Resistant reading attempts to map the grand narrative – in the meaning given to it by Lyotard – and to show up its fragility by revealing how much the text attempts to protect, in a rhetorical way, usually by posing dubitable oppositions and partial representations, this narrative, mostly in vain. It may be asserted that in this strategy, the text is as it were pitted against itself. For this reason I am not trying to answer the repeatedly posed question about Emily’s relationship to (the deceased) Barron, but to follow the attitude of the village, as shown especially in the chronicle of the we-narrator. Finally, I would like to suggest, from a Freudian perspective, a desire which the text exudes in spite of itself, namely the intriguing role played by the villagers vis-a-vis Emily’s house.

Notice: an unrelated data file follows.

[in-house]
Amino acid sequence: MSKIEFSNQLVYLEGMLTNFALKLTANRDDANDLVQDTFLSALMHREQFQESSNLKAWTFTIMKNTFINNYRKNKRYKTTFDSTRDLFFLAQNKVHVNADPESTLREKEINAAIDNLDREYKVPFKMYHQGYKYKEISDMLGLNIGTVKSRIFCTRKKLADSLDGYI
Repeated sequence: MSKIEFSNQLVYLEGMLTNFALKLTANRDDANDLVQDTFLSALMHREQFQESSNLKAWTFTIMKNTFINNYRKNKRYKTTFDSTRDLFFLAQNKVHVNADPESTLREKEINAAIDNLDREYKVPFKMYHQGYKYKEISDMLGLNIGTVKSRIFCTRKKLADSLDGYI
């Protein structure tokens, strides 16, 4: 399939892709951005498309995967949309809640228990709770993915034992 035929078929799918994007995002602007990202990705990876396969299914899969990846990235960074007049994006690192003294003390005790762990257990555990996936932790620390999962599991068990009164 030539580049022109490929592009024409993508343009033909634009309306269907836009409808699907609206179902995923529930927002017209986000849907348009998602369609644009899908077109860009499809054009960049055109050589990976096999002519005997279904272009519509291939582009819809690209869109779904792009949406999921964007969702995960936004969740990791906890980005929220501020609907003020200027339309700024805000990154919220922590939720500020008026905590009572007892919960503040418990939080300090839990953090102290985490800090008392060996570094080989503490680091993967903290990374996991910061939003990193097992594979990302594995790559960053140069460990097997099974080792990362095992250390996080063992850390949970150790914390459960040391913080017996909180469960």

Following Fetterley, we may describe the grand narrative, which is supported in A Rose for Emily as follows: ‘the (white) woman/Emily must behave like a lady’.[4] I already mentioned that the anonymous narrator, in his rendition, does everything possible to protect this view: Emily as unconventional woman, but also the black servant who is supposed to know lady Grierson well due to his direct relationship with her, count as outsiders in his ideology and are literally given no voice. They appear in word and gesture practically exclusively within the narrator’s biased exposé, i.c. as deviant fellow-villagers. Emily cannot or will not comply with the role enforced upon her: people may approach her as a ‘lady’, but when, in rare moment, she talks in direct speech, a rather snappish and distrustful woman emerges.[5] By this means the narrator suggests that women who do not wish to behave like a lady are unsympathetic. Furthermore, in a rhetorical manner he continually poses the villagers/we/morals in opposition to Emily’s liberal behavior, the younger generation in opposition to that of the old lady Grierson and the handsome and well-off people as opposed to the elderly, ugly and tubby Emily. Already at the beginning of Faulkner’s story the women are juxtaposed with the men when the narrator states that they attended the funeral out of curiosity and deference respectively. Also in the contrast between curiosity and respect, the women are positioned on the negative pole of this opposition. Due to the oppositional representations mentioned above, the reader tends to develop understanding for Emily’s singular behavior – she is rhetorically sidelined time and again – and in that sense Faulkner expressed, by means of the distorted focalizations of the narrator, indirect criticism of the grand narrative of this village ideology.